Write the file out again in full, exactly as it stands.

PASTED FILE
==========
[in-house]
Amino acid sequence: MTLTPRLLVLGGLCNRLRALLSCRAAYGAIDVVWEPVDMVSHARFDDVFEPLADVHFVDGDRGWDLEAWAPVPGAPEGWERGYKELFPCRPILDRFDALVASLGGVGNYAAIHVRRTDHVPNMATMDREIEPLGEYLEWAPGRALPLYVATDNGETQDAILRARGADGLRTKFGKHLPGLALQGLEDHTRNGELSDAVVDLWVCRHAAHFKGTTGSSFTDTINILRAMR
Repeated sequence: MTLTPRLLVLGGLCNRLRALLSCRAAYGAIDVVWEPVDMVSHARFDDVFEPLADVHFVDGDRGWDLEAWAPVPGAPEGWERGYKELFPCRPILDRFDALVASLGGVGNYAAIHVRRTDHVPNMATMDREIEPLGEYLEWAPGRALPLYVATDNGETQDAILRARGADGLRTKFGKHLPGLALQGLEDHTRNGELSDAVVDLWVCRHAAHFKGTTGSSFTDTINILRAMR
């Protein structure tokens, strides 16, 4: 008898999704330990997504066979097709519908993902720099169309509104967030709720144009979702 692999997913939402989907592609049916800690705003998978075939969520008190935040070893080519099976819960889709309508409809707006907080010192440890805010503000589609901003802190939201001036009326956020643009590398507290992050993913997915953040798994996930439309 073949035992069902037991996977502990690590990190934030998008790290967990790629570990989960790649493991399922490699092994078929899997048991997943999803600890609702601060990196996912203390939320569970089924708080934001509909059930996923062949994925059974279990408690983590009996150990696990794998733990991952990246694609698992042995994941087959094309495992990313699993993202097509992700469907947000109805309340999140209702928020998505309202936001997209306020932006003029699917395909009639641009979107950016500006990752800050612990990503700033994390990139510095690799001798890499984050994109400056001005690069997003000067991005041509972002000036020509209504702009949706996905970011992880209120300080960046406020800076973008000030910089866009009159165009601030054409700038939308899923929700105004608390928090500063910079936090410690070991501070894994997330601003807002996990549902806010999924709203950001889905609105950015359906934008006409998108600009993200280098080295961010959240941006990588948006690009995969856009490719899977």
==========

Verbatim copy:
[in-house]
Amino acid sequence: MTLTPRLLVLGGLCNRLRALLSCRAAYGAIDVVWEPVDMVSHARFDDVFEPLADVHFVDGDRGWDLEAWAPVPGAPEGWERGYKELFPCRPILDRFDALVASLGGVGNYAAIHVRRTDHVPNMATMDREIEPLGEYLEWAPGRALPLYVATDNGETQDAILRARGADGLRTKFGKHLPGLALQGLEDHTRNGELSDAVVDLWVCRHAAHFKGTTGSSFTDTINILRAMR
Repeated sequence: MTLTPRLLVLGGLCNRLRALLSCRAAYGAIDVVWEPVDMVSHARFDDVFEPLADVHFVDGDRGWDLEAWAPVPGAPEGWERGYKELFPCRPILDRFDALVASLGGVGNYAAIHVRRTDHVPNMATMDREIEPLGEYLEWAPGRALPLYVATDNGETQDAILRARGADGLRTKFGKHLPGLALQGLEDHTRNGELSDAVVDLWVCRHAAHFKGTTGSSFTDTINILRAMR
């Protein structure tokens, strides 16, 4: 008898999704330990997504066979097709519908993902720099169309509104967030709720144009979702 692999997913939402989907592609049916800690705003998978075939969520008190935040070893080519099976819960889709309508409809707006907080010192440890805010503000589609901003802190939201001036009326956020643009590398507290992050993913997915953040798994996930439309 073949035992069902037991996977502990690590990190934030998008790290967990790629570990989960790649493991399922490699092994078929899997048991997943999803600890609702601060990196996912203390939320569970089924708080934001509909059930996923062949994925059974279990408690983590009996150990696990794998733990991952990246694609698992042995994941087959094309495992990313699993993202097509992700469907947000109805309340999140209702928020998505309202936001997209306020932006003029699917395909009639641009979107950016500006990752800050612990990503700033994390990139510095690799001798890499984050994109400056001005690069997003000067991005041509972002000036020509209504702009949706996905970011992880209120300080960046406020800076973008000030910089866009009159165009601030054409700038939308899923929700105004608390928090500063910079936090410690070991501070894994997330601003807002996990549902806010999924709203950001889905609105950015359906934008006409998108600009993200280098080295961010959240941006990588948006690009995969856009490719899977």